BY MAUREEN RYAN
More than 400 scripted, primetime shows aired in 2015, so how can anyone winnow that array down to the 10 best programs?
Trick question: It’s not possible. Not for me, anyway. After years of writing up Top 10 rosters (and sometimes fudging the numbers with ties), I cry uncle. For my sanity, my year-end best-of-TV list has to contain 20 entries. (Some of these entries are discussed in a new Talking TV podcast with Hitfix critic Alan Sepinwall.)
Even with that expanded roster, it was once again very difficult to come up with the list you see here. Hence the creation of more lists: Here’s my list of the year’s best new shows, and my rundown of the best returning shows of 2015 arrives soon. All told, around 50 shows and dozens of TV providers will be represented in these lists (which, I should add, don’t even contain all the great, good, pretty good, decent and not-great shows I watched this year; these were just the list-worthy contenders).
Faced with a smorgasbord of options, it’s only appropriate that a food-related word kept occurring to me as I wrote up this list: Umami. Beyond sweet, salty, sour and bitter, food aficionados have come to appreciate a fifth basic food descriptor. It’s hard to pin down what “umami” is, but most definitions describe it as a savory richness — a complex flavor that is hard to pin down but enhances a dish and makes it truly come alive.
There’s so much variety in the TV landscape that there’s no way to define what makes these shows special. Some shows are just bursting with umami.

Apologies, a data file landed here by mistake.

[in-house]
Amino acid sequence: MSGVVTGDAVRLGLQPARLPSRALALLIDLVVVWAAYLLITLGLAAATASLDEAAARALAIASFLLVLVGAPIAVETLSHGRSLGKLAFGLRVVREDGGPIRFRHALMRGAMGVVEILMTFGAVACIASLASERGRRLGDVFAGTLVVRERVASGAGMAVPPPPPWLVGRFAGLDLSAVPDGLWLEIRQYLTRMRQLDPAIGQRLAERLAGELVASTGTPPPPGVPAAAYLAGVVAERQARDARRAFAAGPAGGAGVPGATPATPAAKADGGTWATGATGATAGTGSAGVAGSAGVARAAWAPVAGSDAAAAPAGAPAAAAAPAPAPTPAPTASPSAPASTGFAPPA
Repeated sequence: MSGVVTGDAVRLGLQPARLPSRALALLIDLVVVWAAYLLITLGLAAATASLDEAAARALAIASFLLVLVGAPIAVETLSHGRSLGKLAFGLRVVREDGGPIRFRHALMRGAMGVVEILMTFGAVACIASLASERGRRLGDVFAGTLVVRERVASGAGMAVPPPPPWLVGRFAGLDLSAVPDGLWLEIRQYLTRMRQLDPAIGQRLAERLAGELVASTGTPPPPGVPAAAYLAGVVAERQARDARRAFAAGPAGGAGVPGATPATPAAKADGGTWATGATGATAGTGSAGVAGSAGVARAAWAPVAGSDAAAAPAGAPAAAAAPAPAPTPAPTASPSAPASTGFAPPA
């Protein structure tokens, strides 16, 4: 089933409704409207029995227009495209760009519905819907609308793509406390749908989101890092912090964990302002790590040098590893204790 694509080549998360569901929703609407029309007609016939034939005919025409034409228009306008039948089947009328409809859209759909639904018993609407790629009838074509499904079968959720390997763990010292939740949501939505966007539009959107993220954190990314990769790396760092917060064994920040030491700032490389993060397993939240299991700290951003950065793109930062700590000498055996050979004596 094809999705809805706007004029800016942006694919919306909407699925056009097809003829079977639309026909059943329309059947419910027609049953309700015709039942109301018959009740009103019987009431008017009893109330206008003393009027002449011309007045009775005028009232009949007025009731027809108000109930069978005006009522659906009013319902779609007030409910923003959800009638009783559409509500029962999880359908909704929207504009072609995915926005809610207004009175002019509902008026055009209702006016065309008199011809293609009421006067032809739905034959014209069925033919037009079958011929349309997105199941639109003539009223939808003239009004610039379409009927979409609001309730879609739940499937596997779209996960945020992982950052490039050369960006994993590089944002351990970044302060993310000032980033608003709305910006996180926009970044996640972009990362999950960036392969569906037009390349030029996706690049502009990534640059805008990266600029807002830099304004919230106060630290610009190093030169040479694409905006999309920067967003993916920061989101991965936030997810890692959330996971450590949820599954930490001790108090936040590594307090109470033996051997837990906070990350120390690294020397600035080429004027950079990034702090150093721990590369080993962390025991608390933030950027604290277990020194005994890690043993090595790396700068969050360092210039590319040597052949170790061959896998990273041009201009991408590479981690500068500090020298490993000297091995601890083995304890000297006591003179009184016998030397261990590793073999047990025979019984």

“Mr. Robot,” USA: An exceptionally ambitious meditation on technology, voyeurship and the mediated life we all live now. If Rami Malek had not imbued the lead character with depth, intelligence and finely calibrated suffering, in addition to sly wit and steely resolve, the show simply wouldn’t have worked. Also doing terrific things: Christian Slater, who was restrained when he needed to be but who also unleashed the glorious Full Slater when necessary; the show’s directors, who played with point of view and perspective in ways that enhanced every frame; and supporting players like Michael Cristofer, B.D. Wong, Stephanie Corneliussen and Martin Wallström. Now that “Hannibal” is over, we’ll have to rely on Corneliussen and Wallström to take up the mantle of “TV’s most terrifying couple.” (Further thoughts on the show’s first season are here.)